Hi everyone, this has been driving me nuts for a few hours.
During my WSET Diploma I recall someone mentioning a producer in Bordeaux who constructed an artificial lake/reservoir in order to moderate the microclimate of their vineyards. Numerous online searches have yielded nothing. I asked one of my classmates who reckons it might be Chateau de Reignac, but I could find no sources to back this up.
Does anyone here know who the producer might be, or do you have any other examples around the world where an artificial body of water was constructed for viticultural reasons?
Did your colleague describe what microclimate effects were trying to be changed? You'd have to dig a pretty big lake to have any significant effect.
I can't recall exactly, but I think it may have been to mitigate the risk of frost, acting as a heat sink.
This is a link for Virginia wines specifically the Monticello AVA, many vingerons use bodies of water here to influence the vines. I hope this helps
Thanks Chad, though I'm not seeing any links to Monticello specifically?
See the map here - www.americaswinecountry.com/map
Interesting. I wonder how much success they've had. Unless the vineyard has a lot of situations where the temperature sits at 31.9, I would expect the cost of digging the lake to far outweigh the cost savings on the vines.
Was flipping through my copy of "What Price Bordeax" by Benjamin Lewin MW and finally found the reference. It was indeed Chateau de Reignac. From chapter 5:
"When Yves and Stéphanie Vatelot bought Château de Reignac in 1990, damage to the vines from winter freezes was a constant problem. The vineyards occupy a block of 80ha on a plateau at the high point (about 30m) at Saint-Loubès, towards the northern tip of Entre-deux-Mers. So in 1993 the Vatelots constructed a lake just to the east of the vineyards. About 1000m long and 100m wide, it provides a heat sink that combats the freeze and protects the vineyards. Sometimes the terroir needs a little human help. It's legal when it's not in the vineyards themselves"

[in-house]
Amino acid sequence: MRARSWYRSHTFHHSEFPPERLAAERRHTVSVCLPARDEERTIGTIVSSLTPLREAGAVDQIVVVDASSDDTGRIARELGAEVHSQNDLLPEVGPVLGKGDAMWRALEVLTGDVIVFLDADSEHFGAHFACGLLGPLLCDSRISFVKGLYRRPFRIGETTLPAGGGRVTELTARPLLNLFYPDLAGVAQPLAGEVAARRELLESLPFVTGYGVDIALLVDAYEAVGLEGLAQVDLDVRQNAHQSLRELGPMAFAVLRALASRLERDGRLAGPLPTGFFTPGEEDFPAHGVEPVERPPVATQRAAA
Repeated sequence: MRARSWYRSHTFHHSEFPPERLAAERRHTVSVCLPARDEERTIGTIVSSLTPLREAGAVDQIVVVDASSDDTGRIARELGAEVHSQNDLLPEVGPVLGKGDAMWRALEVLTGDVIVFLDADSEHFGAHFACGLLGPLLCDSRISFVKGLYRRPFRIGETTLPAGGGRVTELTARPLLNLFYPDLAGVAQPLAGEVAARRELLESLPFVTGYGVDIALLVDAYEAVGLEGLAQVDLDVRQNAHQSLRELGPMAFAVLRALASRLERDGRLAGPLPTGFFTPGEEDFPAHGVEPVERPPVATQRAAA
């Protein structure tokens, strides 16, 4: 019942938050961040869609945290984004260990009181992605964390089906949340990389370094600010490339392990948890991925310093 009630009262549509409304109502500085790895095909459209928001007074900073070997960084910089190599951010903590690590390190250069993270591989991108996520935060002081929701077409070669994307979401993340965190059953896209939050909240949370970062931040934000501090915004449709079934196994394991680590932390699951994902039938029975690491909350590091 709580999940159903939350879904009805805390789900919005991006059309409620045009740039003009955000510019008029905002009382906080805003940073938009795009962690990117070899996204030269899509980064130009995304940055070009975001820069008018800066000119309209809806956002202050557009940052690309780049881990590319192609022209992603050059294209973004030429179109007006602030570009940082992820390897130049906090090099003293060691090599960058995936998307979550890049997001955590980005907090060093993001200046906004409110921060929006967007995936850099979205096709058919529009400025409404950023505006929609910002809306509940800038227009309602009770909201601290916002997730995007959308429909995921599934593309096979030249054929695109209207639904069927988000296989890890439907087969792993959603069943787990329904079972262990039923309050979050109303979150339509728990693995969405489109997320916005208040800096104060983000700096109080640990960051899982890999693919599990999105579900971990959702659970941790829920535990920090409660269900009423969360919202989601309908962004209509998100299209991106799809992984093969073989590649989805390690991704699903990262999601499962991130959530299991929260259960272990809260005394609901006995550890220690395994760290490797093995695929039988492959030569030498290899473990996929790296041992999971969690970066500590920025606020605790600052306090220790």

Lake Sonoma owes a majority of its volume to the Warm Springs Dam constucted by the Army Corps of Engineers in 1982. The lake has climactic influence on the Rockpile AVA and the northern stretches of the Dry Creek Valley AVA.
It's interesting that they put the lake behind the forest. I wonder if any local universities have studied the effectiveness of the lake (or the forest or both) on regulating local temperature. If not <cracks fingers>, I need to find someone to fund me to hang out --- I mean study the micro-climate effects --- in Bordeaux for a few years.
Wow that's crazy and amazing at the same time!